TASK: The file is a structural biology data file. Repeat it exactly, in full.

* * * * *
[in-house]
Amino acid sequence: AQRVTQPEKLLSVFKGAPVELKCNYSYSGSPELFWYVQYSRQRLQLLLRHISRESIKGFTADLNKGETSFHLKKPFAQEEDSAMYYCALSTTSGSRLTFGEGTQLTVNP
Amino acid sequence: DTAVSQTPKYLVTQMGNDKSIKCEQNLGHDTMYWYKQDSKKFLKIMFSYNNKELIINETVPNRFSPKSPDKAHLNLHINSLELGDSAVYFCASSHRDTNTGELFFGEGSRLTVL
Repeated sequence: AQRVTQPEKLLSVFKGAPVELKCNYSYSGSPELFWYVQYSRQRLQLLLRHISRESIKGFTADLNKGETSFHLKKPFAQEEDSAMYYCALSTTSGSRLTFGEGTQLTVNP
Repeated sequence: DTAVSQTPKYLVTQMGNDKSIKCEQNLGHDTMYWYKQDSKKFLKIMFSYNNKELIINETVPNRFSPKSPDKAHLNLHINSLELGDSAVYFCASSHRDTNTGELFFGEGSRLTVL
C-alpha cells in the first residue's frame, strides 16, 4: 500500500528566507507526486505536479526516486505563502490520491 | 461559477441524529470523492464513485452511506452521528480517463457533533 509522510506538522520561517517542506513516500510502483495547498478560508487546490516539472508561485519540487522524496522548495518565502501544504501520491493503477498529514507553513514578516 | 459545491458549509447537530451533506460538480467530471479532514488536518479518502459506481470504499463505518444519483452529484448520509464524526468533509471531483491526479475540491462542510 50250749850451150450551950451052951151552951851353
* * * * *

[in-house]
Amino acid sequence: AQRVTQPEKLLSVFKGAPVELKCNYSYSGSPELFWYVQYSRQRLQLLLRHISRESIKGFTADLNKGETSFHLKKPFAQEEDSAMYYCALSTTSGSRLTFGEGTQLTVNP
Amino acid sequence: DTAVSQTPKYLVTQMGNDKSIKCEQNLGHDTMYWYKQDSKKFLKIMFSYNNKELIINETVPNRFSPKSPDKAHLNLHINSLELGDSAVYFCASSHRDTNTGELFFGEGSRLTVL
Repeated sequence: AQRVTQPEKLLSVFKGAPVELKCNYSYSGSPELFWYVQYSRQRLQLLLRHISRESIKGFTADLNKGETSFHLKKPFAQEEDSAMYYCALSTTSGSRLTFGEGTQLTVNP
Repeated sequence: DTAVSQTPKYLVTQMGNDKSIKCEQNLGHDTMYWYKQDSKKFLKIMFSYNNKELIINETVPNRFSPKSPDKAHLNLHINSLELGDSAVYFCASSHRDTNTGELFFGEGSRLTVL
C-alpha cells in the first residue's frame, strides 16, 4: 500500500528566507507526486505536479526516486505563502490520491 | 461559477441524529470523492464513485452511506452521528480517463457533533 509522510506538522520561517517542506513516500510502483495547498478560508487546490516539472508561485519540487522524496522548495518565502501544504501520491493503477498529514507553513514578516 | 459545491458549509447537530451533506460538480467530471479532514488536518479518502459506481470504499463505518444519483452529484448520509464524526468533509471531483491526479475540491462542510 50250749850451150450551950451052951151552951851353